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Original Research Article

Development and Real World Use of a Vibratory Haptic Feedback System for Upper-Limb Prosthetic Users

Rosenbaum-Chou, Teri PhD; Daly, Wayne CPO; Austin, Ray ATA; Chaubey, Pravin MS; Boone, David A. PhD, CP, MPH

Author Information
Journal of Prosthetics and Orthotics: October 2016 - Volume 28 - Issue 4 - p 136-144
doi: 10.1097/JPO.0000000000000107
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Abstract

Tactile sensory feedback, or haptics, is a fundamental element of life. When prosthetic limbs are provided for persons with amputations, this key function is largely missing. Typically, prosthetic users must rely heavily on visual feedback by watching their prosthetic hand. However, it has been shown that visual feedback requires a high cognitive demand of the prosthetic user.1 Other forms of indirect feedback include listening to the sound of the prosthetic hand motors, sensing motor vibrations and changes in pressures on the residual limb, and correlating the closing velocity of the prosthetic hand with the grip force generated.2,3 However, to improve grip force accuracy and/or reduce cognitive demand when using the prosthetic hand, additional haptic feedback is needed.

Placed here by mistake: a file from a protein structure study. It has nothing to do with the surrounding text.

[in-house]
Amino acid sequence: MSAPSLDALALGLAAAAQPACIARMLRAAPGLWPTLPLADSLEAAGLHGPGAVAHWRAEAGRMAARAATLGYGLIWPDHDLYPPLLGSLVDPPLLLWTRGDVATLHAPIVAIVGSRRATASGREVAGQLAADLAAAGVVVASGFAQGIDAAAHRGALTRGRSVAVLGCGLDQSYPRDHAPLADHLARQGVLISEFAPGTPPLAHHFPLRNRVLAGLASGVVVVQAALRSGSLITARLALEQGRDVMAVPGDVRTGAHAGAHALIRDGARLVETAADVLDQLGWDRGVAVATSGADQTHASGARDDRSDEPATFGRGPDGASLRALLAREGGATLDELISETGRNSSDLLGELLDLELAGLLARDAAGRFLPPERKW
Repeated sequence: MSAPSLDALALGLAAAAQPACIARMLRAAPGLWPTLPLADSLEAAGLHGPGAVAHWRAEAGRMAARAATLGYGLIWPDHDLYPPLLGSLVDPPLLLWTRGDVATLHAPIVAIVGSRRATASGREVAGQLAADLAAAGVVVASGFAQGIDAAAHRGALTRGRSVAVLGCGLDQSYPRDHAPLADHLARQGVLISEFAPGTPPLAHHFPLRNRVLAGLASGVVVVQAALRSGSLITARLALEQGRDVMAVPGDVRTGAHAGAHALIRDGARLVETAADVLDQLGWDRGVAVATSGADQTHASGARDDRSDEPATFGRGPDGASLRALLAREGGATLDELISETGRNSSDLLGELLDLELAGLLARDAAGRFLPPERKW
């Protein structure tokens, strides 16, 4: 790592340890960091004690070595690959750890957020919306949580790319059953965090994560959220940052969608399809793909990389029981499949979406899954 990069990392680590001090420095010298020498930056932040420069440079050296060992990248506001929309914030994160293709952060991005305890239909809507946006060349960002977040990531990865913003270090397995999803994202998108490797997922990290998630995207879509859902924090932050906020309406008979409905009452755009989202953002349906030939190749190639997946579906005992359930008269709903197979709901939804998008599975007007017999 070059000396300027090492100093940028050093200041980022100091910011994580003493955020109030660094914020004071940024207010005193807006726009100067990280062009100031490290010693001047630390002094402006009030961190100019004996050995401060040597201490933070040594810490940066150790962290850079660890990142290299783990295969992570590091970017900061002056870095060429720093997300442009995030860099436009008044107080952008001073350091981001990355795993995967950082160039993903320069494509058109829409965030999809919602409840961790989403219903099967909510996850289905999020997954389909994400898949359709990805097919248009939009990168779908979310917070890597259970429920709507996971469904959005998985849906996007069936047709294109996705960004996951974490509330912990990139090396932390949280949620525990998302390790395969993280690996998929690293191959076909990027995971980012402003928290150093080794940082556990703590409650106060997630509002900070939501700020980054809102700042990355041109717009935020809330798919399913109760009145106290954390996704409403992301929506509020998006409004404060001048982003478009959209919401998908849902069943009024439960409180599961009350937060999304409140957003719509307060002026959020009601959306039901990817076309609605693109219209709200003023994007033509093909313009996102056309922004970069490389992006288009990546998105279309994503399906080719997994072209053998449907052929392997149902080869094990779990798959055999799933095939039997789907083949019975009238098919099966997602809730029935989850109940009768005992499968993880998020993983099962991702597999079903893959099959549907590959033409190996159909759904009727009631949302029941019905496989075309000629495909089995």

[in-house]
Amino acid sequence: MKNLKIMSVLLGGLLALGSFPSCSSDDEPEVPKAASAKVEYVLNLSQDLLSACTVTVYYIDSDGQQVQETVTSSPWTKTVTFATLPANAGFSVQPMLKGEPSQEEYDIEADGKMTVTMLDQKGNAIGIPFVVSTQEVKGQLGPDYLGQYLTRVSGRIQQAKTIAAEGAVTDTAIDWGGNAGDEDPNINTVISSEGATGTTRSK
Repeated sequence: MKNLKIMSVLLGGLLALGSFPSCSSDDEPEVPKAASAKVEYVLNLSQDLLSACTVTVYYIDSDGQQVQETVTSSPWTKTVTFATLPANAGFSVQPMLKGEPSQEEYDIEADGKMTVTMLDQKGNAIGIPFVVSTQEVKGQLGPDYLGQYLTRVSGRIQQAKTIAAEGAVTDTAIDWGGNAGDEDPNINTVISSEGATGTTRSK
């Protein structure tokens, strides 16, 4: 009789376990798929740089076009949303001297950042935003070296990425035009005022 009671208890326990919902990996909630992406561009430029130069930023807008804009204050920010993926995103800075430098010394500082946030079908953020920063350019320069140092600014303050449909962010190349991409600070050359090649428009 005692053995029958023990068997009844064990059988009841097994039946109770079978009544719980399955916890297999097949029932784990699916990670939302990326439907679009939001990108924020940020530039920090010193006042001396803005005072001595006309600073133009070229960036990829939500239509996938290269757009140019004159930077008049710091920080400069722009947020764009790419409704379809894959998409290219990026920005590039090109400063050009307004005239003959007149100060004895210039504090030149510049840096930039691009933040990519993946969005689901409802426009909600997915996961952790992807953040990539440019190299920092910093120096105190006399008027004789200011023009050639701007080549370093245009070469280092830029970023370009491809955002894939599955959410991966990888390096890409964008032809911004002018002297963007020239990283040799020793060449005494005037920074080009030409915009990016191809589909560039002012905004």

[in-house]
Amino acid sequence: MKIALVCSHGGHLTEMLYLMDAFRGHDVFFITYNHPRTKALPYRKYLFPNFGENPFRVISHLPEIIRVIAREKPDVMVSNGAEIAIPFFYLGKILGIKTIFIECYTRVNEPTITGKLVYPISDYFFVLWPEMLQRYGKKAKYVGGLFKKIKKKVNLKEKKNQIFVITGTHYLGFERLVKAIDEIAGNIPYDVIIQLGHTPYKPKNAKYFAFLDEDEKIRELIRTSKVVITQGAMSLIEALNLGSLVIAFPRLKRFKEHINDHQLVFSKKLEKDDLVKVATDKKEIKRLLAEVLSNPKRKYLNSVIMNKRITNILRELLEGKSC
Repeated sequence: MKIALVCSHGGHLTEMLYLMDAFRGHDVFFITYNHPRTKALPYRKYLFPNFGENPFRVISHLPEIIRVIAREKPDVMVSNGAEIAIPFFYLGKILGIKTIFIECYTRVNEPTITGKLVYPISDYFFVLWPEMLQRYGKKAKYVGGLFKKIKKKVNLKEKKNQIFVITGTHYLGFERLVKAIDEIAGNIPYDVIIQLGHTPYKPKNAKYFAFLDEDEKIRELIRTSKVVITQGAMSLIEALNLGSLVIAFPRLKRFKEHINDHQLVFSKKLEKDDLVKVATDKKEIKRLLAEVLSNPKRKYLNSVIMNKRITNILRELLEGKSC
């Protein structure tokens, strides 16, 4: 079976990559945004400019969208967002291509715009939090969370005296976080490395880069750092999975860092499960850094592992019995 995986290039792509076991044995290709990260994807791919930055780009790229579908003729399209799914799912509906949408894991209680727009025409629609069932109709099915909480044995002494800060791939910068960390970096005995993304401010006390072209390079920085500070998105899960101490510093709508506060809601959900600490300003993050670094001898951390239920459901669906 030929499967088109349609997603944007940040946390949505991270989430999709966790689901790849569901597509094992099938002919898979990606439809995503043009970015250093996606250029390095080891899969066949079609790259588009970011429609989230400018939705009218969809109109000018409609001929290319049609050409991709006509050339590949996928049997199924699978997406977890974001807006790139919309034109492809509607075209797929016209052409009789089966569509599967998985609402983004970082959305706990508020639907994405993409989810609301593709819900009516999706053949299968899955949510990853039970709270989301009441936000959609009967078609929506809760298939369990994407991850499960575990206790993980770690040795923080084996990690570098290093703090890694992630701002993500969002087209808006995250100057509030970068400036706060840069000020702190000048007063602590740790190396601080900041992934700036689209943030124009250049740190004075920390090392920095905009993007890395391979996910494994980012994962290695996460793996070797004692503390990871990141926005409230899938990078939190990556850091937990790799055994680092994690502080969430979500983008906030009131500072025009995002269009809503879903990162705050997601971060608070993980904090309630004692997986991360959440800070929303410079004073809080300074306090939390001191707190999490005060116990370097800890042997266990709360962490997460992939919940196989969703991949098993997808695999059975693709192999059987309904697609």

To improve hand control, researchers have investigated the use of sensation modality matching (touch, pressure, shear, and temperature) for closed-loop prosthetic control. Meek et al.4 studied a force feedback system that used a motor-driven pusher to apply a perpendicular force to the user's skin in proportion to the force at the prosthetic hand. Patterson et al.5 used a pressure cuff system that applied pressure to the arm in proportion to pressure on the prosthetic hand. Sensation modality matching and somatotopic matching (feeling on the phantom hand) were tested in two individuals with upper-limb amputation with targeted reinnervation.6 These studies consistently found that the addition of any supplemental haptic feedback could improve prosthetic users' control of their grasping force. Because the direct force or pressure feedback systems have tended to be large and cumbersome with demanding power consumption,4 vibrotactile feedback may provide a better alternative for clinical use as they are small, unobtrusive, and require less power.7 Therefore, if vibrotactile feedback also improves grip force control, it could more quickly and cost-effectively be transitioned into a commercial product.